by Harry Kapp
“Who’s on 1st, What’s on 2nd and I Don’t Know is on 3rd” comes from one of Abbott & Costello’s most famous comedy routines and, unfortunately, it is often the hurdle that is faced when trying to establish who signed your agreement for an upgrade or site acquisition. For example, your original lease may be with ABC Corporation but your amendment has been signed by DEF Corporation or ABC, LLP. Chain of title refers to having supporting documents for each change in ownership. In other words, you should have support for each link between owners and entities in order to have a complete chain of title. Simply stating that the new owner is “formerly known as” or “successor in interest to” the original owner is just not enough. You need proof. Ideally, this can be accomplished by ordering a title report. However, this can be costly and time consuming. As a result, you often see carrier programs calling for a more streamlined property ownership analysis where the site acquisition specialist is asked to piece together the chain of transfers tying the original landlord in the lease to the current landlord with whom the site acquisition specialist is negotiating.
The change in ownership can be documented in many ways. For example, there may be a deed, assignment, merger, name change, judicial order or, perhaps, the Grim Reaper may have effected a change in ownership. The problem arises when documents are not available. Too often, the current owner, which may even be your own client, has no clue as to where the documents may be and is probably wondering why you are even asking. After all, you are working on the 4th amendment and you are asking for proof of how ownership changed from the 2nd to the 3rd amendment. Often the explanation is that their own legal department requires that the chain of title be shown. But simply stated, without the proper paper trail between successive parties, you may have a break in the chain of title and no way to prove that the owner is indeed the current owner. So the hunt is on to track down the missing pieces of the puzzle to perfect your chain of title.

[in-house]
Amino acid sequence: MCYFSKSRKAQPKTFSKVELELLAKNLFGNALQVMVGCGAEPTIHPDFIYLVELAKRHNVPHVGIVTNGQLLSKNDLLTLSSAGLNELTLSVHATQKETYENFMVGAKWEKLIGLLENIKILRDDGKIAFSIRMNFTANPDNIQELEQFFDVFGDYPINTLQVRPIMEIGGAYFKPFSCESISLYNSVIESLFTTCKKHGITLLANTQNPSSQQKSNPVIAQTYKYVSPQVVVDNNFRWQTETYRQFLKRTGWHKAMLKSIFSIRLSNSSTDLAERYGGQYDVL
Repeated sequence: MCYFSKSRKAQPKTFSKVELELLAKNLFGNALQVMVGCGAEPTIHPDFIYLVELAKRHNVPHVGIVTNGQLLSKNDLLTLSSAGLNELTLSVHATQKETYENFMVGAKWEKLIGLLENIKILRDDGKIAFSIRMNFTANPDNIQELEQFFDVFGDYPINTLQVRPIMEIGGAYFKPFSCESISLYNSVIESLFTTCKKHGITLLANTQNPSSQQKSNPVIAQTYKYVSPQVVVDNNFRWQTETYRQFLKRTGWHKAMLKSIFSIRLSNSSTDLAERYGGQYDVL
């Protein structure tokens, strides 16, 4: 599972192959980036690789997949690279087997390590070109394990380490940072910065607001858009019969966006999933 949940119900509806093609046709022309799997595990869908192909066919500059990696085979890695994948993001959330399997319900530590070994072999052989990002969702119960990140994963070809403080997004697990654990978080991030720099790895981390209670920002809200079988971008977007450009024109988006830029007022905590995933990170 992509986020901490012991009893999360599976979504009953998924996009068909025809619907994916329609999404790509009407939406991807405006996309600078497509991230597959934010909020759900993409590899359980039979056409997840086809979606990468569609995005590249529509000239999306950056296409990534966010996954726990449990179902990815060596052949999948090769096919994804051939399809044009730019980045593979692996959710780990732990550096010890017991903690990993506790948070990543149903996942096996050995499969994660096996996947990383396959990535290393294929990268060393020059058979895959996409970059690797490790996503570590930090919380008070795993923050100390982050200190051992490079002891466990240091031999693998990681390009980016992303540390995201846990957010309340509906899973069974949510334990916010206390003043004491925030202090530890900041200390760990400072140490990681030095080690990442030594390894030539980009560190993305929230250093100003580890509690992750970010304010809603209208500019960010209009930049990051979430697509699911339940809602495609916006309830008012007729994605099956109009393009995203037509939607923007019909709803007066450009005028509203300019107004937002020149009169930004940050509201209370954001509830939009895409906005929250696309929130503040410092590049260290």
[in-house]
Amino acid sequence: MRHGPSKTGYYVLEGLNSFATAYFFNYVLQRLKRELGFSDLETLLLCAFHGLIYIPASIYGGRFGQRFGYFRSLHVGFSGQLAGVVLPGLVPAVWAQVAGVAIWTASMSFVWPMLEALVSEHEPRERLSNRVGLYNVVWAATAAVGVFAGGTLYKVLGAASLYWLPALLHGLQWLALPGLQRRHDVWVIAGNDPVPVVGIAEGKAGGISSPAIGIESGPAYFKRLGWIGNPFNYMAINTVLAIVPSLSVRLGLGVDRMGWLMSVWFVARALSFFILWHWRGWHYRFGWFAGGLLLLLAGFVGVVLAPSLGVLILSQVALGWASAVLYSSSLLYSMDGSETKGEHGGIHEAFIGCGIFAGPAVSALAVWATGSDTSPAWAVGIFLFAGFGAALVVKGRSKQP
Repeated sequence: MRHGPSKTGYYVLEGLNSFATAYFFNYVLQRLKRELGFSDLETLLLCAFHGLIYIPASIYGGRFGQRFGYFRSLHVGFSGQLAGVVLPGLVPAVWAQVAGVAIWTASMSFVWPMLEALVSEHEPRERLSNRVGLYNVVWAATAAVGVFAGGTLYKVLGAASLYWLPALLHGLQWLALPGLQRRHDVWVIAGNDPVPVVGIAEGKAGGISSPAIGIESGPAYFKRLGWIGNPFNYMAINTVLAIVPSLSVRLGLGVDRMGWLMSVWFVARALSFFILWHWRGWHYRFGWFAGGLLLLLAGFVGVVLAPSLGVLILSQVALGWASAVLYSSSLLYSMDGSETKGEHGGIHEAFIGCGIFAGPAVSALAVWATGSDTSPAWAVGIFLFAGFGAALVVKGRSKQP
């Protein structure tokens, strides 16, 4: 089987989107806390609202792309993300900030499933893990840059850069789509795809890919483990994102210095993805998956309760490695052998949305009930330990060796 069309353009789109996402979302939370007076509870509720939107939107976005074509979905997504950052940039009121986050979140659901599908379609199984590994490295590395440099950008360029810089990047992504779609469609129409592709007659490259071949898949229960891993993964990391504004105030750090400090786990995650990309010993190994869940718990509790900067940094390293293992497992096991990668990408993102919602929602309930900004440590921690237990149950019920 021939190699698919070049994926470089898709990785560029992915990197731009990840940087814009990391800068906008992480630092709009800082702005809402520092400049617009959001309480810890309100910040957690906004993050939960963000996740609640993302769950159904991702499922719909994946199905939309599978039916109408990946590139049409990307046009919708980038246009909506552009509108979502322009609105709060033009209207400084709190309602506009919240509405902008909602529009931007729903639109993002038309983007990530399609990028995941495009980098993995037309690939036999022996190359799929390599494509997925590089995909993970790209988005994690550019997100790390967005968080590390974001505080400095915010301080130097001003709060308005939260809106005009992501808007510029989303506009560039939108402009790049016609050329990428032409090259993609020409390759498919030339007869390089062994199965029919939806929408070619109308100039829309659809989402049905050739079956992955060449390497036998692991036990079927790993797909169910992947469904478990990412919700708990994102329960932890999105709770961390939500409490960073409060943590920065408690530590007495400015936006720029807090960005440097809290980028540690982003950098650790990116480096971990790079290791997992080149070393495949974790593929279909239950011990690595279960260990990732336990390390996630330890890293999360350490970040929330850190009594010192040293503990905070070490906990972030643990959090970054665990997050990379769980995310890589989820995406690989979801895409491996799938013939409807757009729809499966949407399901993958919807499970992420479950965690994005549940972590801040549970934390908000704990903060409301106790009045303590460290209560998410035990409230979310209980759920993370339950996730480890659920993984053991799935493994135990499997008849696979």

Initially, your best source is the tower owner or current lessee. If that is not successful, you can also check the websites of Secretary of State Offices for the state in which a company is incorporated. When examining the chain of title, think of corporations as people. Any variation in name indicates that you are dealing with a new person/ entity. State websites often have links to the state’s corporation division. It is here that you may find a merger document, evidence of the creation or dissolution of a corporation, or evidence of the change from a corporation to an LLP ( i.e., from a corporation to a partnership). Internet searches can sometimes help as well.
Hopefully, your search is successful. If not, there may still be a way out of your dilemma. If you are really stuck and have made a diligent but unsuccessful effort to find the answers, you may be able to convince the current owner to warrant and represent in your new amendment that they are indeed the current owner, and indemnify you for any breach.
In this current environment where carriers are focused on the costs and delays in project deployments, now more than ever, site acquisition specialists are being called upon to come up with creative solutions to avoid Abbott & Costello quality leases and lease packages.